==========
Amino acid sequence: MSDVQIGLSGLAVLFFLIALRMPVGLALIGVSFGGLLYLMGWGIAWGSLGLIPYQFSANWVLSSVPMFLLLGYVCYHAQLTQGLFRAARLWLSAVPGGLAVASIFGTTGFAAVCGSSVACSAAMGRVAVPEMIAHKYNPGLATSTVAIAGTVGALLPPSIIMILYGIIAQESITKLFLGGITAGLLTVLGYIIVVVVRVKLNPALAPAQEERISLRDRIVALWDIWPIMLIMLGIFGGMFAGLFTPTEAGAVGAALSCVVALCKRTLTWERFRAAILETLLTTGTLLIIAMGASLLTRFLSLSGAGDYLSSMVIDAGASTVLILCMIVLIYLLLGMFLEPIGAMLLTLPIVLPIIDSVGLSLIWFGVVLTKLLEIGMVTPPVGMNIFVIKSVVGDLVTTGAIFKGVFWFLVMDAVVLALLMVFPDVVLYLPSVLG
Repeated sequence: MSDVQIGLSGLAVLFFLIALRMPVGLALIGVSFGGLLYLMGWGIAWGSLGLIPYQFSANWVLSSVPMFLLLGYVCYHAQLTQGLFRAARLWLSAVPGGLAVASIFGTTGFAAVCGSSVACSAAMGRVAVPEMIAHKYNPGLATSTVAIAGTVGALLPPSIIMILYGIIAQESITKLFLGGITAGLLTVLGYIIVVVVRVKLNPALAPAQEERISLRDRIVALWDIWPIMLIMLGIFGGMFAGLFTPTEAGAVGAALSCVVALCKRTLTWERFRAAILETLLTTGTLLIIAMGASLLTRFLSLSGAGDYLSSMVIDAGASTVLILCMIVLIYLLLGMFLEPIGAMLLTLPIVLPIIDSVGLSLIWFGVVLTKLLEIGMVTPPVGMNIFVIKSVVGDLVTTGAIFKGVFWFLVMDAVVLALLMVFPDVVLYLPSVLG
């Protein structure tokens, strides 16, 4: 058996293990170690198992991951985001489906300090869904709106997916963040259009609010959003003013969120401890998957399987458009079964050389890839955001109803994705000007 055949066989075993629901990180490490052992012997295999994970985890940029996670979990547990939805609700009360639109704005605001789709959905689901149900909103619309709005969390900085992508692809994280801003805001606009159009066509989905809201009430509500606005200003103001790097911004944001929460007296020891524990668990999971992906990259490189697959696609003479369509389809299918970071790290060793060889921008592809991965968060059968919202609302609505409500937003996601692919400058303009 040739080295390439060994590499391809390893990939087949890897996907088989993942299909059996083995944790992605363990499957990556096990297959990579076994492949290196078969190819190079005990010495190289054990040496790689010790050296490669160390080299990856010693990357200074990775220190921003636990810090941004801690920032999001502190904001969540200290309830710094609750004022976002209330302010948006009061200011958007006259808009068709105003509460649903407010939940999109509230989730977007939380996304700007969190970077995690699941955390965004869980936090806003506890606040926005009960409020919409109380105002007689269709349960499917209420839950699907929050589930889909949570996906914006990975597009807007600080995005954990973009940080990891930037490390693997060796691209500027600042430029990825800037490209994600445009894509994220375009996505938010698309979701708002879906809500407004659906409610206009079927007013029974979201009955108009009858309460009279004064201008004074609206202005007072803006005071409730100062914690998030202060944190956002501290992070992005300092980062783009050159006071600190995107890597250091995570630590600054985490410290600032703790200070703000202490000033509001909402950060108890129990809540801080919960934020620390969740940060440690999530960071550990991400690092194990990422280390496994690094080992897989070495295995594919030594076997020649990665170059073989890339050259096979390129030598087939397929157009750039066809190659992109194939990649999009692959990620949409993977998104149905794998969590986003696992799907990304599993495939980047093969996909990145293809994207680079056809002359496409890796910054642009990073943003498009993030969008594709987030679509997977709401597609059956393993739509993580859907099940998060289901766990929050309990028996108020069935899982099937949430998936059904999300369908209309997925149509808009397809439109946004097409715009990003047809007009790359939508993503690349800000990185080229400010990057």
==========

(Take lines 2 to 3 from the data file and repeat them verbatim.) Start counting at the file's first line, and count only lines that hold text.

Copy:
Repeated sequence: MSDVQIGLSGLAVLFFLIALRMPVGLALIGVSFGGLLYLMGWGIAWGSLGLIPYQFSANWVLSSVPMFLLLGYVCYHAQLTQGLFRAARLWLSAVPGGLAVASIFGTTGFAAVCGSSVACSAAMGRVAVPEMIAHKYNPGLATSTVAIAGTVGALLPPSIIMILYGIIAQESITKLFLGGITAGLLTVLGYIIVVVVRVKLNPALAPAQEERISLRDRIVALWDIWPIMLIMLGIFGGMFAGLFTPTEAGAVGAALSCVVALCKRTLTWERFRAAILETLLTTGTLLIIAMGASLLTRFLSLSGAGDYLSSMVIDAGASTVLILCMIVLIYLLLGMFLEPIGAMLLTLPIVLPIIDSVGLSLIWFGVVLTKLLEIGMVTPPVGMNIFVIKSVVGDLVTTGAIFKGVFWFLVMDAVVLALLMVFPDVVLYLPSVLG
């Protein structure tokens, strides 16, 4: 058996293990170690198992991951985001489906300090869904709106997916963040259009609010959003003013969120401890998957399987458009079964050389890839955001109803994705000007 055949066989075993629901990180490490052992012997295999994970985890940029996670979990547990939805609700009360639109704005605001789709959905689901149900909103619309709005969390900085992508692809994280801003805001606009159009066509989905809201009430509500606005200003103001790097911004944001929460007296020891524990668990999971992906990259490189697959696609003479369509389809299918970071790290060793060889921008592809991965968060059968919202609302609505409500937003996601692919400058303009 040739080295390439060994590499391809390893990939087949890897996907088989993942299909059996083995944790992605363990499957990556096990297959990579076994492949290196078969190819190079005990010495190289054990040496790689010790050296490669160390080299990856010693990357200074990775220190921003636990810090941004801690920032999001502190904001969540200290309830710094609750004022976002209330302010948006009061200011958007006259808009068709105003509460649903407010939940999109509230989730977007939380996304700007969190970077995690699941955390965004869980936090806003506890606040926005009960409020919409109380105002007689269709349960499917209420839950699907929050589930889909949570996906914006990975597009807007600080995005954990973009940080990891930037490390693997060796691209500027600042430029990825800037490209994600445009894509994220375009996505938010698309979701708002879906809500407004659906409610206009079927007013029974979201009955108009009858309460009279004064201008004074609206202005007072803006005071409730100062914690998030202060944190956002501290992070992005300092980062783009050159006071600190995107890597250091995570630590600054985490410290600032703790200070703000202490000033509001909402950060108890129990809540801080919960934020620390969740940060440690999530960071550990991400690092194990990422280390496994690094080992897989070495295995594919030594076997020649990665170059073989890339050259096979390129030598087939397929157009750039066809190659992109194939990649999009692959990620949409993977998104149905794998969590986003696992799907990304599993495939980047093969996909990145293809994207680079056809002359496409890796910054642009990073943003498009993030969008594709987030679509997977709401597609059956393993739509993580859907099940998060289901766990929050309990028996108020069935899982099937949430998936059904999300369908209309997925149509808009397809439109946004097409715009990003047809007009790359939508993503690349800000990185080229400010990057």